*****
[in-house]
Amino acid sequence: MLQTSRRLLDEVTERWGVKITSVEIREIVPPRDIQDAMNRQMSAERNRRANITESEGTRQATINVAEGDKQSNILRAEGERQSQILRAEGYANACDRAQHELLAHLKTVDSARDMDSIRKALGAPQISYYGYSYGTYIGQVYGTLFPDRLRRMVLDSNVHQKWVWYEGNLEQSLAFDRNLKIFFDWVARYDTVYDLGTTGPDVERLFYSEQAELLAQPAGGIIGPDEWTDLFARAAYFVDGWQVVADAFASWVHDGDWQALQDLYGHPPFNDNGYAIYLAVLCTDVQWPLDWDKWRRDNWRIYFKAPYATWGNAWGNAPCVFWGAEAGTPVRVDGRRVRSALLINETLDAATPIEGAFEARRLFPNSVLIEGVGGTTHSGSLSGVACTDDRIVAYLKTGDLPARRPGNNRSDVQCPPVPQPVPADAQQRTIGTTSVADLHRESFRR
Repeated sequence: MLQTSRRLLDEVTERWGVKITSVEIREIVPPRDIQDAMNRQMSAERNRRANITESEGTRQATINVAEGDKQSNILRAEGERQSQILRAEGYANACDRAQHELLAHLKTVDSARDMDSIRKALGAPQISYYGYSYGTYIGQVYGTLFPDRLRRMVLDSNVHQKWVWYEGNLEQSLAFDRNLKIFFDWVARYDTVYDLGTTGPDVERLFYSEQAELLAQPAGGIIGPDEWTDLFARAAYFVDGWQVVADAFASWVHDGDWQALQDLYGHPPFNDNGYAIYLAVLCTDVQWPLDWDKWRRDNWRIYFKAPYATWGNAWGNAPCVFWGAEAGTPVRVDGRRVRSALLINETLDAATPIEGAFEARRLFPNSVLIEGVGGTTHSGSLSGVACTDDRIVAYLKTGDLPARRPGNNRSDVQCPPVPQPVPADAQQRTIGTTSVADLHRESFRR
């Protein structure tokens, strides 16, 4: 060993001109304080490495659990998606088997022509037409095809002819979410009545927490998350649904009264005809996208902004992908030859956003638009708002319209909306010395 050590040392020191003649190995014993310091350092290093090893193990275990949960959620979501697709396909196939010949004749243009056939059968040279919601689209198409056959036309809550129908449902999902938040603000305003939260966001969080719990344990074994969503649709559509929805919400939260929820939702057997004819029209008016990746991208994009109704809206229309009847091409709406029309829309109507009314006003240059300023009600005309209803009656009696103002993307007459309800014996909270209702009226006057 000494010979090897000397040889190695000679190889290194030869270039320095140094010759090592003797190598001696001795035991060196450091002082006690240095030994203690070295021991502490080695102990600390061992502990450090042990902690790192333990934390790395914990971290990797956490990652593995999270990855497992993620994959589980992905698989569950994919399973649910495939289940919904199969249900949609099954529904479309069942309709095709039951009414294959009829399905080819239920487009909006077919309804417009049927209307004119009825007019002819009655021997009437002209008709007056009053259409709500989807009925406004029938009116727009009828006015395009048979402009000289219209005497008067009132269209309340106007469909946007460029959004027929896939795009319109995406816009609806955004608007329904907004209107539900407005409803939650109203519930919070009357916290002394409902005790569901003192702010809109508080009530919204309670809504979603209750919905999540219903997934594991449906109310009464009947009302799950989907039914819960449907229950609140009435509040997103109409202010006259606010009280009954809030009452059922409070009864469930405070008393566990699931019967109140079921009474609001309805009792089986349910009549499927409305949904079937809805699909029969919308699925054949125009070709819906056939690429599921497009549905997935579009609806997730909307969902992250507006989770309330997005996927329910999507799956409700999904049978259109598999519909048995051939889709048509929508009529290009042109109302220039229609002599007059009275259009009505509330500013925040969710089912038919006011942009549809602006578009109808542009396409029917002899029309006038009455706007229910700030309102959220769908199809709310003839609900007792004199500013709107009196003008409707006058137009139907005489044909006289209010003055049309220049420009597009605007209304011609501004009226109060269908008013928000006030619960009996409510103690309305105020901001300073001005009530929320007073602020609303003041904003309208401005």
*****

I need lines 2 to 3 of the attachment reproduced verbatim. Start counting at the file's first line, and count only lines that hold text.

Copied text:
Amino acid sequence: MLQTSRRLLDEVTERWGVKITSVEIREIVPPRDIQDAMNRQMSAERNRRANITESEGTRQATINVAEGDKQSNILRAEGERQSQILRAEGYANACDRAQHELLAHLKTVDSARDMDSIRKALGAPQISYYGYSYGTYIGQVYGTLFPDRLRRMVLDSNVHQKWVWYEGNLEQSLAFDRNLKIFFDWVARYDTVYDLGTTGPDVERLFYSEQAELLAQPAGGIIGPDEWTDLFARAAYFVDGWQVVADAFASWVHDGDWQALQDLYGHPPFNDNGYAIYLAVLCTDVQWPLDWDKWRRDNWRIYFKAPYATWGNAWGNAPCVFWGAEAGTPVRVDGRRVRSALLINETLDAATPIEGAFEARRLFPNSVLIEGVGGTTHSGSLSGVACTDDRIVAYLKTGDLPARRPGNNRSDVQCPPVPQPVPADAQQRTIGTTSVADLHRESFRR
Repeated sequence: MLQTSRRLLDEVTERWGVKITSVEIREIVPPRDIQDAMNRQMSAERNRRANITESEGTRQATINVAEGDKQSNILRAEGERQSQILRAEGYANACDRAQHELLAHLKTVDSARDMDSIRKALGAPQISYYGYSYGTYIGQVYGTLFPDRLRRMVLDSNVHQKWVWYEGNLEQSLAFDRNLKIFFDWVARYDTVYDLGTTGPDVERLFYSEQAELLAQPAGGIIGPDEWTDLFARAAYFVDGWQVVADAFASWVHDGDWQALQDLYGHPPFNDNGYAIYLAVLCTDVQWPLDWDKWRRDNWRIYFKAPYATWGNAWGNAPCVFWGAEAGTPVRVDGRRVRSALLINETLDAATPIEGAFEARRLFPNSVLIEGVGGTTHSGSLSGVACTDDRIVAYLKTGDLPARRPGNNRSDVQCPPVPQPVPADAQQRTIGTTSVADLHRESFRR